Am I done?  Aw shit, dialogue.

“Yes?”

“No!”

“You didn’t?”

“Nope!”

“Why not?”

“Didn’t feel good.”

“How did it feel?”

“Kinda cold.”

“Cold could be good.”

“Yeah, but she sneezed.”

Voila! Vunderbar.  Supreme.  Divine.  Weltanschauung.  Weltanschauung?  What the flying?  Never mind.  Wrap her up.  Brake, baby, I feel another sentence cuming (wheeeeeeeeeeeee) oooooooooooooonnnnnnnnnnnnnnnnnnnnnnnnnnnnnn!

Disclaimer:  None of this is based on anything I have ever witnessed, experienced, done, watched,  read or wrote. It happens by osmosis and I did not do it to the mouse.  In truth, the mouse did it to me and we have a happy union these days because he’s found a better hole to live in than his prior residence.

OUTRAGEOUS WRITING

This piece birthed itself out of frustration. I read a number of flashes on a writing site I belong to that had had titles like Slut-Whore or Killing Retards.  They had shocking language, but not much else in character content or story line other than the bold words.  Yet, little balloons kept appearing next to the author’s names, and a few other writers were cheering. Bravo! Dazzling! Daring etc…

The reactions were appalling. I began with a bit of satire, initially retaliatory, about the writing process. I pretended to be a highly self-regarded writer, and ended spoofing all sorts of writers and the process, including myself.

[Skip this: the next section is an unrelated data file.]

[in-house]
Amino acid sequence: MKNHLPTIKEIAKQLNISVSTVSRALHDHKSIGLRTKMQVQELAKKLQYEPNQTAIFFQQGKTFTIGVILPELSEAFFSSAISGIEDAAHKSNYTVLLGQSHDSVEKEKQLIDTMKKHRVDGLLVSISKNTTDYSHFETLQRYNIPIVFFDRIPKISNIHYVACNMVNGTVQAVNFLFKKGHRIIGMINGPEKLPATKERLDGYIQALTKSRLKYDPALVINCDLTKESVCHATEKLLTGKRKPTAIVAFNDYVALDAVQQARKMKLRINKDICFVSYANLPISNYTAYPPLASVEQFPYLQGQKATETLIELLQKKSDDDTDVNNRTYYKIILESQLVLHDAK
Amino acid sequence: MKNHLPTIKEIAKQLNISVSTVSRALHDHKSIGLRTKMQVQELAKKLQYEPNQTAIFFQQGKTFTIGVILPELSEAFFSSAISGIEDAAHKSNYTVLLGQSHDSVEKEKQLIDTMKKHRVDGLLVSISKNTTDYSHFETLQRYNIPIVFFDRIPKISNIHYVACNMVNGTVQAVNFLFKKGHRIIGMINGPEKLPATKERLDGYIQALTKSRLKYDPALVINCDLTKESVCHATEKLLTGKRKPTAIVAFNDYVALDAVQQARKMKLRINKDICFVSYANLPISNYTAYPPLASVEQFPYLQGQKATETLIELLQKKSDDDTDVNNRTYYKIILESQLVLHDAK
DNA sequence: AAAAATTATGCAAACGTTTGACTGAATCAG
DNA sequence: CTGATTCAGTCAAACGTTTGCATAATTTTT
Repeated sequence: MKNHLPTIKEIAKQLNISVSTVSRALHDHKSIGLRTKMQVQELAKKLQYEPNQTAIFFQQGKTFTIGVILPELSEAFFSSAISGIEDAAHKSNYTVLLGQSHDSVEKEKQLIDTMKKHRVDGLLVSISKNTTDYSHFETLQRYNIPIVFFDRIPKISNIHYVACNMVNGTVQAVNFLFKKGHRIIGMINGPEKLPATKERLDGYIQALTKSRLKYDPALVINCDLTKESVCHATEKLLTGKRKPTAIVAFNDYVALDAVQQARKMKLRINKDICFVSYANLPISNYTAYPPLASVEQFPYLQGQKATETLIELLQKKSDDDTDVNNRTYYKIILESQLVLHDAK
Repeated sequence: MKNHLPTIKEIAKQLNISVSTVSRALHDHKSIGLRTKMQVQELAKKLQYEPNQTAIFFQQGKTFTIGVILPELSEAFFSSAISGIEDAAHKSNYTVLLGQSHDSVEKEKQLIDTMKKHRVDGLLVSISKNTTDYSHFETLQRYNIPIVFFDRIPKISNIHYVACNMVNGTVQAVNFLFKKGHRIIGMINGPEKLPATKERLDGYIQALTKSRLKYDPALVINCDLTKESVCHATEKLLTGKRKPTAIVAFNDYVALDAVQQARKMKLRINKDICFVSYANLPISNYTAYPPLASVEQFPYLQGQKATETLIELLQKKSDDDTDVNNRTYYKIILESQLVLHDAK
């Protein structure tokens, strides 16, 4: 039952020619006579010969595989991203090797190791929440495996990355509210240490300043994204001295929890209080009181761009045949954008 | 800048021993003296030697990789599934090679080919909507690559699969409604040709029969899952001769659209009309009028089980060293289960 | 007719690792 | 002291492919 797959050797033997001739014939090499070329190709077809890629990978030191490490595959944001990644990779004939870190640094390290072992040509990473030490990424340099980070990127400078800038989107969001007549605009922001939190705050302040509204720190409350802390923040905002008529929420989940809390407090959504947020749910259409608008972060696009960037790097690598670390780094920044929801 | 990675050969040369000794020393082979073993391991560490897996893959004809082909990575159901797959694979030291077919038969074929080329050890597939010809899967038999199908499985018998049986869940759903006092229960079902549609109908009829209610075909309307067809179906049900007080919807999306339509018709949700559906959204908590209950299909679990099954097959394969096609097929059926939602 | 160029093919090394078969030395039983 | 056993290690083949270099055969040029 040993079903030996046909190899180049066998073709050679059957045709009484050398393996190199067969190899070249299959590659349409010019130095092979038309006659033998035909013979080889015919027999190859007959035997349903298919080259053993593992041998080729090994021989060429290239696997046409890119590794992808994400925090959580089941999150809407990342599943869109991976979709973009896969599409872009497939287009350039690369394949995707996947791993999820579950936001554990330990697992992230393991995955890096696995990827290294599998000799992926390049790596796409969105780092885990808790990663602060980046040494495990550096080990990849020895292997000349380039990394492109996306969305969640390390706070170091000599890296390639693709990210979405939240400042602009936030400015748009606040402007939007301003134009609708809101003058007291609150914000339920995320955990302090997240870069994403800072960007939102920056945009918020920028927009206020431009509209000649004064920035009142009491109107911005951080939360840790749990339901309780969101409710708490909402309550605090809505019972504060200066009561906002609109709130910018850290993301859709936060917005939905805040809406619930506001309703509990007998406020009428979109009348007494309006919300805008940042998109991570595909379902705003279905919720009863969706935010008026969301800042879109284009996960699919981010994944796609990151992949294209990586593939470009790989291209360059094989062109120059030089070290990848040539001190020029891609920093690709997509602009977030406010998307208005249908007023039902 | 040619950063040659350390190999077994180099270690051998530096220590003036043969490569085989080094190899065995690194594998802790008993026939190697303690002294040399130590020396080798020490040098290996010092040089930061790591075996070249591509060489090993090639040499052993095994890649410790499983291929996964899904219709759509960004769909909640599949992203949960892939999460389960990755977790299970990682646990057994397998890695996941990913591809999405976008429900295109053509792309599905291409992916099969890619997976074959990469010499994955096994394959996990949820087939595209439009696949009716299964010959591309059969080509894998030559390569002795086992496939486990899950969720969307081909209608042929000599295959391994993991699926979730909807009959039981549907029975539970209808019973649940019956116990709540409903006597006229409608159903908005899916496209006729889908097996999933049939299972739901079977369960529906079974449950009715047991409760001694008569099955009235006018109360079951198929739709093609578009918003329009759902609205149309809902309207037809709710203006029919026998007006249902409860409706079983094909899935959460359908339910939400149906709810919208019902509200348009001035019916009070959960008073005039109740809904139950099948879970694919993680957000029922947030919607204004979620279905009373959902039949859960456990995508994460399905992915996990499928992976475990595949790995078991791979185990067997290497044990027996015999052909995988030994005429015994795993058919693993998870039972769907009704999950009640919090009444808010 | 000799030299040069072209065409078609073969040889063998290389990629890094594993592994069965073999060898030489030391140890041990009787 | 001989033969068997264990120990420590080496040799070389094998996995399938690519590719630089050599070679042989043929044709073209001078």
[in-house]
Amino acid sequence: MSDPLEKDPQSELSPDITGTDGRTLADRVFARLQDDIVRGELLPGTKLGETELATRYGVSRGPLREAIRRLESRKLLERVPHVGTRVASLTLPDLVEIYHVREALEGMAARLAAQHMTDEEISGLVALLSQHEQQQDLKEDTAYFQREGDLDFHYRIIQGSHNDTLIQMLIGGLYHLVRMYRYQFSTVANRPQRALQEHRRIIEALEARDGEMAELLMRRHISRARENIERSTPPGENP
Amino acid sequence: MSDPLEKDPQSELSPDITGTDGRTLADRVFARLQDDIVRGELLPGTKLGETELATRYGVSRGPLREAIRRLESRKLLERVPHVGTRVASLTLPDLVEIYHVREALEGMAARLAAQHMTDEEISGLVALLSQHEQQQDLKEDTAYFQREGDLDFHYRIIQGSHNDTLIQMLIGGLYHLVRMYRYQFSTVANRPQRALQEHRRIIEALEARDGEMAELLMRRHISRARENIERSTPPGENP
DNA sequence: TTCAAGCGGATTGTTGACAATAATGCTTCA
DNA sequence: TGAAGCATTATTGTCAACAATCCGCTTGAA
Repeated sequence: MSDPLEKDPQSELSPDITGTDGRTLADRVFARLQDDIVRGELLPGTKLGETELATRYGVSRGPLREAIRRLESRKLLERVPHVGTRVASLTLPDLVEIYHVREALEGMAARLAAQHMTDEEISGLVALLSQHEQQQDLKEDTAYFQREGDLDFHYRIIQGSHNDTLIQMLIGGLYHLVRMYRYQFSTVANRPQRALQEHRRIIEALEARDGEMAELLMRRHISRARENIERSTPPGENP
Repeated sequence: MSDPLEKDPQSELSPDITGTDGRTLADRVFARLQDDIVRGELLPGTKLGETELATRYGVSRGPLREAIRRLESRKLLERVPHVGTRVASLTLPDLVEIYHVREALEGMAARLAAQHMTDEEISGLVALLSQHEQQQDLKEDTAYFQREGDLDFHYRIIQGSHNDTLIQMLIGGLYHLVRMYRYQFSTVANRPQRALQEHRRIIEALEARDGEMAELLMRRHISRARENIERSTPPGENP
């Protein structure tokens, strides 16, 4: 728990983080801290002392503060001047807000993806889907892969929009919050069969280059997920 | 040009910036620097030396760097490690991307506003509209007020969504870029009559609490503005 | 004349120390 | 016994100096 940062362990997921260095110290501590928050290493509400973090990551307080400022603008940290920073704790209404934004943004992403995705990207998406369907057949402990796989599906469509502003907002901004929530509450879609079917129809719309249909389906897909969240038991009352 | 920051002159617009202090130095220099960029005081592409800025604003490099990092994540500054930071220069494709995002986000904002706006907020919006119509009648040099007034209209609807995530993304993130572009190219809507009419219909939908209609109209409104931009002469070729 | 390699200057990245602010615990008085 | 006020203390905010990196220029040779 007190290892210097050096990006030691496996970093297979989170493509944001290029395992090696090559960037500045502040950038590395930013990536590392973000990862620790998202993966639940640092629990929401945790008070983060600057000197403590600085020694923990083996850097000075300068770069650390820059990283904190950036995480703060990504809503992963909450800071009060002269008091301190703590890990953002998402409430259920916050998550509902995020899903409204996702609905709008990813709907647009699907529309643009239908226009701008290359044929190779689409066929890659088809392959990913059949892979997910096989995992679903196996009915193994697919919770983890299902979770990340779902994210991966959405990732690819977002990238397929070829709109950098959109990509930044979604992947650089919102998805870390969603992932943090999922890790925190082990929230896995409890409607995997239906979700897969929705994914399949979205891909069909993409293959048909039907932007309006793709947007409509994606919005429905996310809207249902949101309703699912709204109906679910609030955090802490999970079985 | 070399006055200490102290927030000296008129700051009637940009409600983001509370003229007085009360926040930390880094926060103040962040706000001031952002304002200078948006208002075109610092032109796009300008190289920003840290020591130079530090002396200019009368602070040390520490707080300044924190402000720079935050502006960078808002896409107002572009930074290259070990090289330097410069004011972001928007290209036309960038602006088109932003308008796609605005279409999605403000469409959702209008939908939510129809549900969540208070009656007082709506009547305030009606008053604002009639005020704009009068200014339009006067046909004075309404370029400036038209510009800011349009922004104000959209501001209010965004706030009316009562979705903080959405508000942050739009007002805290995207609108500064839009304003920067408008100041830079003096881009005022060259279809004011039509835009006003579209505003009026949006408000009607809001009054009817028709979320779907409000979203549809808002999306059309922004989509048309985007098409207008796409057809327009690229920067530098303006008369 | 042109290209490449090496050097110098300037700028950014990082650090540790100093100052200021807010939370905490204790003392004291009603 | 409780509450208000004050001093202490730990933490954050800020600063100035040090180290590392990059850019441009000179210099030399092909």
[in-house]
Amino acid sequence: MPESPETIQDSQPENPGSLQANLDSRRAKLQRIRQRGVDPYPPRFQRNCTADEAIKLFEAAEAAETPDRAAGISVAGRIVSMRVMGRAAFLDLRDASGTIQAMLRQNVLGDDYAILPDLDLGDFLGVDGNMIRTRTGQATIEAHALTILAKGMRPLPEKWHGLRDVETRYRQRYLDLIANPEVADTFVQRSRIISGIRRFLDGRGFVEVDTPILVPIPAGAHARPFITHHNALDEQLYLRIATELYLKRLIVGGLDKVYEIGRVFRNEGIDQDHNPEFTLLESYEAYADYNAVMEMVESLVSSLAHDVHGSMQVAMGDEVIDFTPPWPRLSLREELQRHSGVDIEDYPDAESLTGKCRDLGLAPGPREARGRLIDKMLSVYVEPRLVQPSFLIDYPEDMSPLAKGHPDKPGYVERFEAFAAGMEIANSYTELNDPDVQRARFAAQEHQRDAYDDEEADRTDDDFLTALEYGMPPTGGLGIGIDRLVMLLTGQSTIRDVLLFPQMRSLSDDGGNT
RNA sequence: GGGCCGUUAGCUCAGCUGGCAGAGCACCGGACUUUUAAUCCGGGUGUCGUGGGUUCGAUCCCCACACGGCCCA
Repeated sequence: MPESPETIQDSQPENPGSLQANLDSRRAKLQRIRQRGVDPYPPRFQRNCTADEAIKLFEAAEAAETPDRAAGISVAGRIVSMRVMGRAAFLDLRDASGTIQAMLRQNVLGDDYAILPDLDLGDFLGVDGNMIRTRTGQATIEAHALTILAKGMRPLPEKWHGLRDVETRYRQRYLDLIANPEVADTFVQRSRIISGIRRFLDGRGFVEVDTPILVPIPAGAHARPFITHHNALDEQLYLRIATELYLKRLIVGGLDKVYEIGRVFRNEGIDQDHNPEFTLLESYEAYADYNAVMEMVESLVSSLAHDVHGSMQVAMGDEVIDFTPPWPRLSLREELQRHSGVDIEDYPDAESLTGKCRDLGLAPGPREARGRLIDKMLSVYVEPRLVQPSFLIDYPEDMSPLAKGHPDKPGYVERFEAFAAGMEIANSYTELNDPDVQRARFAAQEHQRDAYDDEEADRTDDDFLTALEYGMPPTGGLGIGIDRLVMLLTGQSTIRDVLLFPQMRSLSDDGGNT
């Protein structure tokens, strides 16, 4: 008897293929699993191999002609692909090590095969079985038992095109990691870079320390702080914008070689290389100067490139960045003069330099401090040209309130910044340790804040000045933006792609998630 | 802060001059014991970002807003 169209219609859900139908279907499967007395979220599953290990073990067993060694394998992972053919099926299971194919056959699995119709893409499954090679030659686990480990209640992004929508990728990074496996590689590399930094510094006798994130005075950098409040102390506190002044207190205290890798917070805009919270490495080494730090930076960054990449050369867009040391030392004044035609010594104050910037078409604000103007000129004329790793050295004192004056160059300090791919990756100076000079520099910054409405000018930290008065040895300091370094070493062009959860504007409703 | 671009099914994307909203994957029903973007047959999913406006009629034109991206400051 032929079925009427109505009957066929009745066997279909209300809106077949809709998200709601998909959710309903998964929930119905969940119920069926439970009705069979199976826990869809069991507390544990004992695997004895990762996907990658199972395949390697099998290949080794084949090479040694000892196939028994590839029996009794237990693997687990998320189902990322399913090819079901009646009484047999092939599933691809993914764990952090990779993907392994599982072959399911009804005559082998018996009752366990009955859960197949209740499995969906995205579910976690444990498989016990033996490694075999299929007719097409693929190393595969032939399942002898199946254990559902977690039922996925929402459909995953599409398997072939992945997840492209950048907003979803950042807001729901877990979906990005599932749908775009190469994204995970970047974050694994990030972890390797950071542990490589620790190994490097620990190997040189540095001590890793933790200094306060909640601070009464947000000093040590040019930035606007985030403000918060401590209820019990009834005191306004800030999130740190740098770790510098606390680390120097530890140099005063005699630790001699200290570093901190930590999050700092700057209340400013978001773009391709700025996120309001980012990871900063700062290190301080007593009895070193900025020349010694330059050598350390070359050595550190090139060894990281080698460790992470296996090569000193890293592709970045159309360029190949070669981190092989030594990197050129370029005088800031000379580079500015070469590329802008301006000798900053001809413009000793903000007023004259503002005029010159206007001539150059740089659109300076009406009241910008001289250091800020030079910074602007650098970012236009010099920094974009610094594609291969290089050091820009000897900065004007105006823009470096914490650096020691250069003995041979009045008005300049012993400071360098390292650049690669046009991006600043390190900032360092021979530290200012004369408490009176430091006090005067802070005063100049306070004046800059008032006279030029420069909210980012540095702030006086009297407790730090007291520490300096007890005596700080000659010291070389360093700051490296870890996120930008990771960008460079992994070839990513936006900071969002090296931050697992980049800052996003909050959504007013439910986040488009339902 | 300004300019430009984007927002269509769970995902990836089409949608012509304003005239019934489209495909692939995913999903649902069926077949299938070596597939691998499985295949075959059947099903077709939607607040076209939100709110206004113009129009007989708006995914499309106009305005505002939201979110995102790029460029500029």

I thought about openings, titillation, language rules, pretentiousness, and dialogue.

Rereading FOZ, I paused at the zinger aimed at the punctuationists and grammarians. I neglected language rules early in my writing history because I was ignorant of them. One of my first critics advised, “Commas are your friends!”  Since then, I’ve grown as a writer and gotten to know, and almost like my “friends”.  Honestly, some of the errors in FOZ were mistakes I was blissfully unaware of at the time.

Oh, one last admission. Regarding the word Weltanschauung, I actually used it in one story for all the wrong reasons.  Seems I have a lot more in common with that other writer than I originally thought.